Sounds Good

11 am - 1 pm Weekdays
  • Hosted by Tracy Ross, Austin Carter

About The Show

The music on Sounds Good is a mix of legacy artists who are still making great music now (Bob Dylan, Willie Nelson, Bruce Springsteen, Neil Young, Bonnie Raitt) deep cuts from classic artists (The Band, The Beatles, Grateful Dead, Talking Heads, REM) great contemporary artists who don' t receive commercial airplay (Neko Case, Wilco, Jack White, Darrell Scott, The Black Keys) and those who defy the boundaries of categorization (Punch Brothers, Bela Fleck, Ry Cooder, Bill Frisell, Justin Townes Earle). You'll also get a bit of World music, Blues, Soul/R&B, Reggae and Jazz.

Additionally, you'll hear interviews with newsmakers and community leaders, live music from some of our region's best musicians, our community events calendar and more.

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Tyler Olson/123rf Stock Photo

Gov. Matt Bevin is calling for state higher education officials to eliminate some college degree programs if they don’t graduate students who can go into high-demand jobs. In a speech earlier this week, he specifically called out students majoring in “interpretive dance,” a program that isn’t technically offered in Kentucky. Despite this rhetoric, many still believe there’s room for fine arts and liberal arts majors in Kentucky’s state universities.

Guy Mendes/kentuckymonthly.com

  Award-winning author and Graves County native, Bobbi Ann Mason, will be speaking at the Murray State History Department's inaugural lecture and scholarship banquet on September 19th. Tracy Ross speaks with MSU history professor, Duane Bolin, on Sounds Good about the banquet, the lecture, and its featured guest. 

Western Kentucky Botanical Gardens/Facebook

A "Hee Haw"-style skit and bourbon tasting are just some of the features of the upcoming "Backwoods Ball" fundraiser at Western Kentucky Botanical Garden. On Sounds Good, Tracy Ross speaks with Garden co-founder Bill Tyler. They talk about the history of the garden, its origins as a flat, sterile soybean field and more about their fundraising event. 

Nicole Erwin | Ohio Valley ReSource

The Environmental Protection Agency is reconsidering its approval of a controversial new form of herbicide that farmers say is damaging millions of acres of soybeans. Some 40 complaints have come from Ohio Valley farmers. Growers are looking for answers, and some suspect a quirk of the region’s climate may be increasing the risk of harm.

Hopkinsville's 30th Annual Pow Wow This Weekend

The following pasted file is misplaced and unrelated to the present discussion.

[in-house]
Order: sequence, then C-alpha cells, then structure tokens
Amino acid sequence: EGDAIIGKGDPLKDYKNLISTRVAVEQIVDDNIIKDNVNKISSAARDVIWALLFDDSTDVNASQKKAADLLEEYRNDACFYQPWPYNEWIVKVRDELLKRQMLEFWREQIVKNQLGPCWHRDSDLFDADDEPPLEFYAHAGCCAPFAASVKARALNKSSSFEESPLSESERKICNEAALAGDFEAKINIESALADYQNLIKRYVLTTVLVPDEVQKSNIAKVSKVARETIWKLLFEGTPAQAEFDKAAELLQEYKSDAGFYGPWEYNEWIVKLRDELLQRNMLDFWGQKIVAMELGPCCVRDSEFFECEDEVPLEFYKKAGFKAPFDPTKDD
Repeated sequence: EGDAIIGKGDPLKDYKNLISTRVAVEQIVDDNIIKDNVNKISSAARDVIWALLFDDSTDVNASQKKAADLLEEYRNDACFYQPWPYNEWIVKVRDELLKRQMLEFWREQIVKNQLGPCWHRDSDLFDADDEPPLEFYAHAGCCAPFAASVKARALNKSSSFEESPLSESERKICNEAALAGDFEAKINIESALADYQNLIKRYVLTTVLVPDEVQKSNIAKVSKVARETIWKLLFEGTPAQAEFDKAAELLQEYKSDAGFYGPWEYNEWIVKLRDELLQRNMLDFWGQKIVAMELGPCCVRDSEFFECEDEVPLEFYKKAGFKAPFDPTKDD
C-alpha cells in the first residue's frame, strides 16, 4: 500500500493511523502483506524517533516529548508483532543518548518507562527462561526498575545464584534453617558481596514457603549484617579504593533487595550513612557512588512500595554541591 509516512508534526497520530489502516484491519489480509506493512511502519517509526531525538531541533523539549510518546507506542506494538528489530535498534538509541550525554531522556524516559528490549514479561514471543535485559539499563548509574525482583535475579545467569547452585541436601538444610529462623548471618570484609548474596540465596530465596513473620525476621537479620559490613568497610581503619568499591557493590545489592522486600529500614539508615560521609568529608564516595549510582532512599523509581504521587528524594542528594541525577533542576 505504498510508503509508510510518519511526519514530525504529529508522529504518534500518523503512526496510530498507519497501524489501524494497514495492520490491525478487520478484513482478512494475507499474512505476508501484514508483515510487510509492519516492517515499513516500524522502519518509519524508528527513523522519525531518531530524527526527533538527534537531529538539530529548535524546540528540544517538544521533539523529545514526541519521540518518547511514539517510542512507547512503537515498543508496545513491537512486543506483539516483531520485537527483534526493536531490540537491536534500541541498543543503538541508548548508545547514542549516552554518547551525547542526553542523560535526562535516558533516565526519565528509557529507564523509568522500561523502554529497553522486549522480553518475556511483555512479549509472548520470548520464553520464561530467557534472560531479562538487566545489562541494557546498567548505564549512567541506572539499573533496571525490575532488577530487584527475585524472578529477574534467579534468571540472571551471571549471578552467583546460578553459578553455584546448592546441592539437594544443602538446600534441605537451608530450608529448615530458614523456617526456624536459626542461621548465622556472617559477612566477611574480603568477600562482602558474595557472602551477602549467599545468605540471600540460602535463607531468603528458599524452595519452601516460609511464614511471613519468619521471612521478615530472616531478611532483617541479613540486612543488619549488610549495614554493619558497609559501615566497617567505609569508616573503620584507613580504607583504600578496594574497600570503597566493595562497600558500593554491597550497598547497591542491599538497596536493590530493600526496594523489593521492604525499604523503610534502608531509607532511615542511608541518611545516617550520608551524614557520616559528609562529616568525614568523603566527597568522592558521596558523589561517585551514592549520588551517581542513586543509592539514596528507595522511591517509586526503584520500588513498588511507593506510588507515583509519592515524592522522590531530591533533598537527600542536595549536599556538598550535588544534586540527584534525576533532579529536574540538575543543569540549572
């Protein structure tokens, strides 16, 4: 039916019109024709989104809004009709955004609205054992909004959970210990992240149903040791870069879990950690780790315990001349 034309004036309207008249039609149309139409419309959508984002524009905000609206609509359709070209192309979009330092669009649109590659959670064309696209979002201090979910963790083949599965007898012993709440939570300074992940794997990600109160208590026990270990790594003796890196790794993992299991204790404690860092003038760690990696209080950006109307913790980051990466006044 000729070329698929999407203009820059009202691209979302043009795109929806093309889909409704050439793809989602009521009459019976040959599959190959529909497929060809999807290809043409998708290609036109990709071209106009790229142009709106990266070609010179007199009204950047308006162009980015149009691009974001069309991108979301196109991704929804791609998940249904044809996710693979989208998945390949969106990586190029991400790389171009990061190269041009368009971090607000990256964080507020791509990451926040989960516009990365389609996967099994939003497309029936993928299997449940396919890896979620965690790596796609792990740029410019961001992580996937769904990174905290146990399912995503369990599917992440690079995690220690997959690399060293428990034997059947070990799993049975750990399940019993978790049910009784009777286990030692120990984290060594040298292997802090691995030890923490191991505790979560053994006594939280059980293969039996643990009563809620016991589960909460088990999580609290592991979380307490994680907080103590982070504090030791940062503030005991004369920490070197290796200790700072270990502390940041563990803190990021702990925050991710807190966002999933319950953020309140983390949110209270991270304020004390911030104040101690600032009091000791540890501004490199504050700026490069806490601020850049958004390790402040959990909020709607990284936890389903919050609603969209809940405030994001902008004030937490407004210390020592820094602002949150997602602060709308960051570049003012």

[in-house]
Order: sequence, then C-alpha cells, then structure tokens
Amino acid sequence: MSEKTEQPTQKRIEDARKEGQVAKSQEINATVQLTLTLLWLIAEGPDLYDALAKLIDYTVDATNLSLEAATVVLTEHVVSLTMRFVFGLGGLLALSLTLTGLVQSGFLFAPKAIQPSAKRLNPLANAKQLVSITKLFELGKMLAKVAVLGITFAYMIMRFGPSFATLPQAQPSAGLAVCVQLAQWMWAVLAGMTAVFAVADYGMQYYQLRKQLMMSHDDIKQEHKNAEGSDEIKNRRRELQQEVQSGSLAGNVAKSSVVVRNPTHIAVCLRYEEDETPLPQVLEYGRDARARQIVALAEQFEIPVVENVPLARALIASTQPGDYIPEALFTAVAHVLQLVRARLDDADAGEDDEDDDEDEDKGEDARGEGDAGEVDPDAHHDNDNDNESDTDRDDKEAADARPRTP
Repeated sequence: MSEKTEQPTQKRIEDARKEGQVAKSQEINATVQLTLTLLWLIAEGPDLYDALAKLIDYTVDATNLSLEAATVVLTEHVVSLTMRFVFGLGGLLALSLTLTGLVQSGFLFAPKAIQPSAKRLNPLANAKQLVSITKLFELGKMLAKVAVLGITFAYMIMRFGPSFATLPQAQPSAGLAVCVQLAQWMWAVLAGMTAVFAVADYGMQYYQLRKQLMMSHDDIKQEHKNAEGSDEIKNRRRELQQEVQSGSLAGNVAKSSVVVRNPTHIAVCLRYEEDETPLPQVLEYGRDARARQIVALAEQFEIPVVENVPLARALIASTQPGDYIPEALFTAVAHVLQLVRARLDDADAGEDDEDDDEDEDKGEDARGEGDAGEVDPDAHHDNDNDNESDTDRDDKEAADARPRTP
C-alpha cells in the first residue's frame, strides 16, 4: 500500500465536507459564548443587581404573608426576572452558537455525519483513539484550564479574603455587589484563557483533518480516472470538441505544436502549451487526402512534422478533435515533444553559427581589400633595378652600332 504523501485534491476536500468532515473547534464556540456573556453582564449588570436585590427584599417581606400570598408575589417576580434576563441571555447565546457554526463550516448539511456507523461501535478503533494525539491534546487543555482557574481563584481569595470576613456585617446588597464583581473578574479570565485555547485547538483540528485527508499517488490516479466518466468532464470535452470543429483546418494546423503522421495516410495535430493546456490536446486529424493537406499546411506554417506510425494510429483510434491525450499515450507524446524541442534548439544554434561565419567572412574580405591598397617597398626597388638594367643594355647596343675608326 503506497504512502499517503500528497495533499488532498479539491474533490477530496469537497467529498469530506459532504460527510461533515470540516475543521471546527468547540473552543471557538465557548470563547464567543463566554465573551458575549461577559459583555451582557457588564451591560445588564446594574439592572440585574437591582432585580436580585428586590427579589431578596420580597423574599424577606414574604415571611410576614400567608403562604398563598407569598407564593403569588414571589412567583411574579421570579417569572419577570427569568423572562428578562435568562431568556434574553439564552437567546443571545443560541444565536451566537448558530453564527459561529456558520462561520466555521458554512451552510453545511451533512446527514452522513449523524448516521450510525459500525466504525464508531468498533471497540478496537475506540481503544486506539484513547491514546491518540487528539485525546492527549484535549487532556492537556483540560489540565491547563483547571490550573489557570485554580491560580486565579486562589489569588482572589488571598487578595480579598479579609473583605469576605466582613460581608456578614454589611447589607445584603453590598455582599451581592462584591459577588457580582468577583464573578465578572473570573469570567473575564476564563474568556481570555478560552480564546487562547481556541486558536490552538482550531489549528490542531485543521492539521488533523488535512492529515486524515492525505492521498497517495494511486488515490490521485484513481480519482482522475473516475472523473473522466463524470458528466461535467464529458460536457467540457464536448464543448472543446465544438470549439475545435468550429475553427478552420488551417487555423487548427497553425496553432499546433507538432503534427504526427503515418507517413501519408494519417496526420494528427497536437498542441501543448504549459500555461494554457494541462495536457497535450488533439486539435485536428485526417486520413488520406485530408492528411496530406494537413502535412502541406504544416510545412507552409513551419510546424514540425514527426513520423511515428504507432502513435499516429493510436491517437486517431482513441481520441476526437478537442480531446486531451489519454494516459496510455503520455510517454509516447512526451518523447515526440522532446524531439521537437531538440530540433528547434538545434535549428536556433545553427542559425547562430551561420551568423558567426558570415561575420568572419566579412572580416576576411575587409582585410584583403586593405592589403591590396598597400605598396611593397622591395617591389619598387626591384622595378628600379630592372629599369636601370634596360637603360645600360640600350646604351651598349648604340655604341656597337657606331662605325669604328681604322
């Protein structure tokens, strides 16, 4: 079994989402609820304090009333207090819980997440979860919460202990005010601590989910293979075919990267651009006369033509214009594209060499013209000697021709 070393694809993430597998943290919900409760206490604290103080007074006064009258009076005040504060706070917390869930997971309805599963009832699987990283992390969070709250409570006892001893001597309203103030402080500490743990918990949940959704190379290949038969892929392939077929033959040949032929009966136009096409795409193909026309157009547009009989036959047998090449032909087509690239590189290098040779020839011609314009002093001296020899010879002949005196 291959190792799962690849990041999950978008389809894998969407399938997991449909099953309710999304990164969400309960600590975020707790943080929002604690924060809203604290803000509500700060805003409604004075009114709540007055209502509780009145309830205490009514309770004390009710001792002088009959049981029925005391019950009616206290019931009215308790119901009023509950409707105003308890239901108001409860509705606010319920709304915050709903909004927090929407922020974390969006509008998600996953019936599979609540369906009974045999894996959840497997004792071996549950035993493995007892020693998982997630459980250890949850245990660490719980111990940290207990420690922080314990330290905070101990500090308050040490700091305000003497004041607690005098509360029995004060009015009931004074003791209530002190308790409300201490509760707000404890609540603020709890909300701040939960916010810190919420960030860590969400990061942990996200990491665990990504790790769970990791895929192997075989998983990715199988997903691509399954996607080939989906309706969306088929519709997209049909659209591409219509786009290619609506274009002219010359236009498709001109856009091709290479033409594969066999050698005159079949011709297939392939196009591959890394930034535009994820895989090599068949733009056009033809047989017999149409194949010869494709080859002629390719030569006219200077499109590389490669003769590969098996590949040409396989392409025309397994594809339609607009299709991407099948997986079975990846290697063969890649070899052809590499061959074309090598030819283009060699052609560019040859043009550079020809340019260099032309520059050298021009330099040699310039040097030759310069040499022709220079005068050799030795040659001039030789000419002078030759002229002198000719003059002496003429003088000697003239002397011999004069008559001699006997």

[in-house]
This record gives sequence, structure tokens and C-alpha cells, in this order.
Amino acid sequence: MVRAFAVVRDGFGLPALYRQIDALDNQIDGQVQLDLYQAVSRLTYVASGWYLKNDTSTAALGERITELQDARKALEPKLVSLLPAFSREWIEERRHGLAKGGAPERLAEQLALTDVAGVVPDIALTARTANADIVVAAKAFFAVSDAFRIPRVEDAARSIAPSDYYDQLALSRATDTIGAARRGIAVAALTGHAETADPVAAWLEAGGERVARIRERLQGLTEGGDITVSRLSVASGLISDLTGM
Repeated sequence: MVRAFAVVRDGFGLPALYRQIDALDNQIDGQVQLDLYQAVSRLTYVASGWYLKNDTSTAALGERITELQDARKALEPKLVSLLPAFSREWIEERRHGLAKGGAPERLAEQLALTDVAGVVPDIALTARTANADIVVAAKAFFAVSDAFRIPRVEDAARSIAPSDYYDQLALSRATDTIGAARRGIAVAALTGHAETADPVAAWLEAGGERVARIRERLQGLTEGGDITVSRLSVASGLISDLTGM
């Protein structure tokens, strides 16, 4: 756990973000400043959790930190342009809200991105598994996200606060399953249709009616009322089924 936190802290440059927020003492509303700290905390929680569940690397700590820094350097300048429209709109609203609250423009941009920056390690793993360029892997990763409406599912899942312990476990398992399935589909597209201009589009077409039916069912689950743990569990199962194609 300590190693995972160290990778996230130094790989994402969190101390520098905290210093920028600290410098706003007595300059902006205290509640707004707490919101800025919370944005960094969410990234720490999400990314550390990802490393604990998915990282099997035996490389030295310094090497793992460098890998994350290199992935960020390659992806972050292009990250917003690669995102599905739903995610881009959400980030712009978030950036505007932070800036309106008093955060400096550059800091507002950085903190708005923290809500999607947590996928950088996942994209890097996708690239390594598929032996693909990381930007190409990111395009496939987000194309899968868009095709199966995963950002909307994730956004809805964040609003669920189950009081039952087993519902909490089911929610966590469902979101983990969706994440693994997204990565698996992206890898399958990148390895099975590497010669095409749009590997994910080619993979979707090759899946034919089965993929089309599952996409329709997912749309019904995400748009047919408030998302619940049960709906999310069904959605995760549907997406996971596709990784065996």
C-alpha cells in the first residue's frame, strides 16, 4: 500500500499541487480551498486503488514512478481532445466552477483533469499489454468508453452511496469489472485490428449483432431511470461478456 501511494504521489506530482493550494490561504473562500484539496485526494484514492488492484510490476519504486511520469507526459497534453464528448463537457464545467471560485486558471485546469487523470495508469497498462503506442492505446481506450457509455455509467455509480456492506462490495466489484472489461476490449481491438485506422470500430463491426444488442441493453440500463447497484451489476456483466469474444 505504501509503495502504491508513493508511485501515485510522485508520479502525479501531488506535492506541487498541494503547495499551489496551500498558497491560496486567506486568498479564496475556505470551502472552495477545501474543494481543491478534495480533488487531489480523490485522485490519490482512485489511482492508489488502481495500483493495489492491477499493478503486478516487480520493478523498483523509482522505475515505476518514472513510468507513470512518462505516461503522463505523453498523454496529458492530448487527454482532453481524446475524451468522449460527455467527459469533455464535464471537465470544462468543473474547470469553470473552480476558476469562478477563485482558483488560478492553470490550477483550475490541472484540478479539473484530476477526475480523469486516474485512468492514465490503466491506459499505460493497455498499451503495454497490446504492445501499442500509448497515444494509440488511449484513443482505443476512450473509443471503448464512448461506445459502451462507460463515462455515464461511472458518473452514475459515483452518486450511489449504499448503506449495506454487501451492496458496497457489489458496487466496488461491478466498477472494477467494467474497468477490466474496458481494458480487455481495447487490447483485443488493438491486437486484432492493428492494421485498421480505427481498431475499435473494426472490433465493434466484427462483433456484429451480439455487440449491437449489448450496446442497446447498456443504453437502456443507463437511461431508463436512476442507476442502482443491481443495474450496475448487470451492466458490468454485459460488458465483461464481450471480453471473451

Sep 8, 2017
Trail of Tears PowWow, Facebook

The 30th Annual Trail of Tears Pow Wow, located in Hopkinsville, KY, happening this weekend.

NASA/Aubrey Gemignani

Murray State University Assistant Professor of Psychology, Michael Bordieri, speaks with Tracy Ross on Sounds Good about the psychology of 'awe' regarding the total solar eclipse.

Ignition

Murray State University associate professor of history David Pizzo shares a personal testimony of his time staying in South Africa with Tracy Ross on Sounds Good ahead of the Cinema International showing of 'District 9.' 

MSHA

  President Trump has nominated a retired West Virginia mine executive to lead the nation’s top mine safety agency. David Zatazelo is the former head of Rhino Resources, a coal company that was the focus of scrutiny by regulators in 2011 over safety violations. The nomination comes as mine safety experts are expressing concern over a rash of fatal coal mining accidents. This year, 12 miners have died -- eight of them in West Virginia and Kentucky.

Dr. Bob Davies, Murray State University

Another academic year at Murray State University is underway. On Sounds Good, Matt Markgraf speaks with President Bob Davies about his outlook for the semester and the freshmen class, enrollment numbers, how university presidents are addressing the public pension issue, infrastructure needs and health services.

Opioid Emergency: What The Ohio Valley Needs To Combat Crisis

Aug 22, 2017
Rebecca Kiger

The opioid crisis gripping the Ohio Valley is now, according to President Donald Trump, a national emergency. But more than a week after the president made that announcement, state and local health officials in the region told the Ohio Valley ReSource that they have little information about what that emergency declaration actually means, or what additional tools it might provide.

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